Coronavirus: Hong Kong resumes lockdowns after Lunar New Year break as site cordoned off in San Po Kong

Victor Ting
·7-min read

Hong Kong officials sprang another “ambush-style” Covid-19 lockdown on Tuesday evening after a 13-day break following Lunar New Year, while 12 new infections were confirmed citywide.

The day also saw up to 70,000 residents registering for Covid-19 jabs on the first day of the city’s mass vaccination drive opening, fully booking available slots for two weeks from the coming Friday.

In a separate development, the Executive Council approved a plan to raise the cap on public gatherings from two people to four, which will take effect at midnight on Tuesday.

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The Food and Health Bureau had earlier said it planned to relax the rule on March 3. A number of social-distancing curbs were loosened last week amid an easing of the epidemic.

Residents of San Po Kong, meanwhile, were taken by surprise when authorities cordoned off Tong Seng Mansion and Cambridge Building on Kam Wing Street at 8.30pm for mandatory testing.

The lockdown was expected to end at 7am on Wednesday, and those in the area were told to stay in their homes until all of them had been tested for Covid-19 and most of the results were ascertained.

A government spokesman said the lockdown was necessary following the recent confirmation of a Covid-19 case in Cambridge Building, adding that subdivided units were common in the two premises in question.

The government had carried out 26 similar lockdowns between January 23 and February 10. Officials had promised a break during the Lunar New Year holiday.

A nurse receives a Covid-19 vaccination at the Hong Kong Central Library. Photo: Ming Pao
A nurse receives a Covid-19 vaccination at the Hong Kong Central Library. Photo: Ming Pao

Eleven of the latest cases were locally transmitted, including three which were untraceable. The other was imported from the Philippines and involved a mutant strain of the virus. More than 10 people also tested preliminary-positive.

The city’s total tally of cases stood at 10,896, with 197 related deaths.

Health authorities revealed 40 people so far had tested positive for mutant Covid-19 strains, including 27 who had the variant first identified in Britain. Four had the South Africa type, while one was infected with the Brazilian variant. Eight remain uncategorised.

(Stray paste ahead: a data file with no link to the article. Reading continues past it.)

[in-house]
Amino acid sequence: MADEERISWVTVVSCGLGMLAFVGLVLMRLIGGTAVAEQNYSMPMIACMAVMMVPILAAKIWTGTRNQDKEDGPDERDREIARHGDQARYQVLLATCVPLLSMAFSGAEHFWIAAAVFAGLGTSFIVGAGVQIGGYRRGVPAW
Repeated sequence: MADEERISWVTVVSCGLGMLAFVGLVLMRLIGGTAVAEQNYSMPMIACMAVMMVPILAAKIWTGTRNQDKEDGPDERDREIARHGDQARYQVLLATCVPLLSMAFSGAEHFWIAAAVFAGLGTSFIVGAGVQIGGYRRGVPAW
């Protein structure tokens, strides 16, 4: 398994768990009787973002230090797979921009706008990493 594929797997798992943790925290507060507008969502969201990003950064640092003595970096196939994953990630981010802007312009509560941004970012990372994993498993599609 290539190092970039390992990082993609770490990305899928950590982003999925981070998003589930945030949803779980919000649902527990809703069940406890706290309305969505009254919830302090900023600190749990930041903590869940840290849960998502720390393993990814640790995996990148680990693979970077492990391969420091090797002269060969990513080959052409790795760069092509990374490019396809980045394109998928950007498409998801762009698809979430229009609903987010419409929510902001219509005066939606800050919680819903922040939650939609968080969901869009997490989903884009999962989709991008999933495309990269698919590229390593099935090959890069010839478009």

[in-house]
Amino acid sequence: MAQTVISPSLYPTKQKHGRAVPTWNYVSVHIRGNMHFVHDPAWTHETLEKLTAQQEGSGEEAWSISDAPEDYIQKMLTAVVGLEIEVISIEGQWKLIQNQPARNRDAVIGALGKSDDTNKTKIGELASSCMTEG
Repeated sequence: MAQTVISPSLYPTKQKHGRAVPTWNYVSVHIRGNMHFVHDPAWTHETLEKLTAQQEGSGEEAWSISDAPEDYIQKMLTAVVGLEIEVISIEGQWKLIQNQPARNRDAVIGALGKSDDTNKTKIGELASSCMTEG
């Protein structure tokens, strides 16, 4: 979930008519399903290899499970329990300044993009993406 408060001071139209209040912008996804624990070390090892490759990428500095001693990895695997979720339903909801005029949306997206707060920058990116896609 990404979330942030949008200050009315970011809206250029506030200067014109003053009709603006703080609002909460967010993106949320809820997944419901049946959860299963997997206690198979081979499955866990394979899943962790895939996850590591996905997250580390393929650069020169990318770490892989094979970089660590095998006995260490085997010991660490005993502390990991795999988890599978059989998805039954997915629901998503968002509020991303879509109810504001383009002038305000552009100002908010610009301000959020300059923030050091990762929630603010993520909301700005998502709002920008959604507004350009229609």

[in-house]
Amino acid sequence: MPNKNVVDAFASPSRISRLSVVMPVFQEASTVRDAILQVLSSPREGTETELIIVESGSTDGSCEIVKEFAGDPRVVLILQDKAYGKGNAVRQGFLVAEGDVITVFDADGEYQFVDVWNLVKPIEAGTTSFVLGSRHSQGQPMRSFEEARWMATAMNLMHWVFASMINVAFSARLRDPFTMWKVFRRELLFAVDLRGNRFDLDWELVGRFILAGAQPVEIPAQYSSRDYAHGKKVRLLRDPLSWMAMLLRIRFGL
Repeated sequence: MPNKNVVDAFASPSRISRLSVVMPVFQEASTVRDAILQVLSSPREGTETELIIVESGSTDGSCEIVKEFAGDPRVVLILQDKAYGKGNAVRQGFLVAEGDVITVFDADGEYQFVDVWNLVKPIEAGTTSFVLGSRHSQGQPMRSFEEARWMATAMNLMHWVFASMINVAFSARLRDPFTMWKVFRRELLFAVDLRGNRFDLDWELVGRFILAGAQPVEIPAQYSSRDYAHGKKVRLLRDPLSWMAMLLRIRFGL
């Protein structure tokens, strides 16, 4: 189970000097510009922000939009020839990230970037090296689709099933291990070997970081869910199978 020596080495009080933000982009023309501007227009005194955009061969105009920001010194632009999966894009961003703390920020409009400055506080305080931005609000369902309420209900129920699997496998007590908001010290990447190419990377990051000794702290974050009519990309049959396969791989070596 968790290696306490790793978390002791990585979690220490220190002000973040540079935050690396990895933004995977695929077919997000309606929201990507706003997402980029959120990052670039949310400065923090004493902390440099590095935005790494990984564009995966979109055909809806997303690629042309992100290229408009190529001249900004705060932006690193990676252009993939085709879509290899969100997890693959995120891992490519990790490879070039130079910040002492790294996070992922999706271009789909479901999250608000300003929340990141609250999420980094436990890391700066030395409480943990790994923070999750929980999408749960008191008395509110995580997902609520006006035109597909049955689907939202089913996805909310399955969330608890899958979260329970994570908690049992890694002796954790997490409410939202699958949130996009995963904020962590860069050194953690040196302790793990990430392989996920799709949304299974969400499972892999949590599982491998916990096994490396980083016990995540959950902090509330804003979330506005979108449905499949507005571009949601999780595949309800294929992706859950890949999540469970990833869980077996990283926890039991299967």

Tuesday’s three untraced cases involved a kitchen worker at a Tsuen Wan restaurant, an unemployed San Po Kong resident who shopped at Chungking Mansions in Tsim Sha Tsui, and a tele-saleswoman in Ngau Tau Kok who did not have direct contact with customers. Around 10 of the kitchen worker’s colleagues and about 20 of the saleswoman’s co-workers would be quarantined.

Another three infections were linked to Caritas Lok Yi School, a special needs institution that has been tied to a total of 10 cases so far, including students, staff and their family members.

Peter Lee, a senior nursing officer, was among those who received a Covid-19 jab on Tuesday. Photo: Victor Ting
Peter Lee, a senior nursing officer, was among those who received a Covid-19 jab on Tuesday. Photo: Victor Ting

Meanwhile, a 22-year-old flower seller at 18 Flower Market Road in Prince Edward tested preliminary-positive for the virus. He worked from February 2 to 13.

Dr Chuang Shuk-kwan, head of the Centre of Health Protection’s communicable disease branch, said the risk of transmission at the flower shop was not high.

“During work he wore a mask, so I think the contact between him and the clients is quite brief and the risk is not high. If those who have visited the shop are worried, they should get tested,” she said.

Earlier on Tuesday, vaccinations began at 11am for a select group of 200, and will get under way on Friday for the rest of the city’s 2.4 million priority residents after the first million jabs from mainland China manufacturer Sinovac arrived at the end of last week.

“I hope today’s vaccinations will show residents how the process works so they can gain some confidence in the system,” Secretary for the Civil Service Patrick Nip Tak-kuen said outside the Central Library inoculation centre.